DW: I guess just to say that if you’re a guy don’t be intimidated! You’ll probably find yourself heavily outnumbered in a class, but teachers are usually aware of this (and you sometimes get extra attention which is nice!).

Want to read more? Check out last week’s profile on Legal Ballerina.


Ballerina Profile: Legal Ballerina

Here is the Adult Ballerina Project’s first Ballerina Profile on Legal Ballerina. She started doing ballet in November of 2011.

Adult Ballerina Project: Did you ever take lessons as a kid?

Legal Ballerina: No. I was raised by my father and he worked all of the time. I wanted to take ballet, but had a difficult time expressing my desires or needs to him.

ABP: Why did you decide to take ballet as an adult?

LB: A couple of reasons – my BFF (and nanny) started to take a beginner class and asked me to join. I went to one class and liked it, so I joined. Second, like I mentioned before, I really did always wish I could take ballet as a child. Better late than never. Right?!

ABP: Where do you take classes?

LB: I take classes at a studio called Chardon Dance. It is my hometown. My teacher (who I refer to as “the General” in my blog) is wonderful and her students are super supportive. They are all close with each other and it feels like a family. It makes my journey that much more enjoyable knowing that they have welcomed me into it.

ABP: What is your favorite part about ballet?

LB: I love the clothes. If I didn’t, I would not be taking ballet. Fashion is important to me.

I love to practice and getting strong. Specifically, I like practicing my turns (pique and shanays to my left because it is stronger). I like seeing myself glide across the floor; it makes me feel pretty. While I didn’t enjoy them at first, I do like practicing my pirouettes now too. I have improved so much in 4 months; it is very encouraging.

ABP: What is your least favorite part?

LB: I injured my left hamstring in late spring. Ever since, I get nagging pain and pulling in that leg when I stretch or do kicks. I HATE IT. I don’t know if my hamstring will ever improve. I am going to see a physical therapist soon who is going to try to pull and massage out the scar tissue that is likely causing my problem. I suppose stretching in general is quite frustrating to me. I don’t know if I will ever be able to kick my leg to my head like some of the girls, but I can try!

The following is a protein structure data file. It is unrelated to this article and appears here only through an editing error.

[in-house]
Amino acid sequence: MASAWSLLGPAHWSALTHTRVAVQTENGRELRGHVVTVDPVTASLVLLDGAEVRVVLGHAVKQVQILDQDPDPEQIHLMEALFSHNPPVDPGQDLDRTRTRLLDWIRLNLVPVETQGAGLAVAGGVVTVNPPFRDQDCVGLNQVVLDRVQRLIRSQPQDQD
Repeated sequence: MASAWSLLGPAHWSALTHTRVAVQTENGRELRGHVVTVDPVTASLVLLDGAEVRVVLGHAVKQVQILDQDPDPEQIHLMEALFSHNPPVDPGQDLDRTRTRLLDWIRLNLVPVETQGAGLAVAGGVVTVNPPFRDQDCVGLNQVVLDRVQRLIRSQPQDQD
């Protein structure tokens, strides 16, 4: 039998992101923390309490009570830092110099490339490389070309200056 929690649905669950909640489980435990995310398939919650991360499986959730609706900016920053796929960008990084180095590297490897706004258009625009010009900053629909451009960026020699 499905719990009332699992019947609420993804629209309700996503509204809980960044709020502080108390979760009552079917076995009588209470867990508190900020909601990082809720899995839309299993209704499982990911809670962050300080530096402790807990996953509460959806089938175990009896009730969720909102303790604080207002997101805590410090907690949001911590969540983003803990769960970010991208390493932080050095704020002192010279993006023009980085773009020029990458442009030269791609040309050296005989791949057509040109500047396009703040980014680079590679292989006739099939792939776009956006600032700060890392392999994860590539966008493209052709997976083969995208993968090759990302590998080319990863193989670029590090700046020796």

ABP: What motivates you to keep dancing?

LB: My teacher, my friends, my husband and my kids. If they didn’t believe in me, it would be hard to believe in myself, especially since I started this so late in my life. Also, seeing improvement in my dancing has also kept me motivated. If I didn’t, it would be hard to keep pushing through the blood, sweat and tears associated with learning classical ballet.

ABP: What are your hobbies outside of ballet?

LB: I like to crochet (started that last year too), collecting authentic German cuckoo clocks (started that recently as well), playing video games with my daughter, play scrabble and drink wine with my hubby (who is amazing at the game btw), sing with my little sister and son (he is 3 – I am positive he has the performer gene), Friday Night Dance Parties with my family, watch old and/or obscure horror movies (I am a huge fan and have an eclectic collection) and make people laugh (yes, I consider this a hobby. I even have material that I use regularly and rely on my dad to provide me with more. He is my “muse”.)

ABP: What advice would you like to give to those who want to start ballet or have just started?

LB: There are two types of beginners: Those who want to dance as a hobby and those who want to perform. If you want to dance as a hobby, there are plenty of studios out there who are willing to teach adults that are interested in learning basic ballet terms and technique. You take one class a week, spend an enjoyable hour practicing with friends and looking cute in the mirror and then go home. There is nothing to it and I think that if you want to take ballet in this manner – go for it! You will not regret it.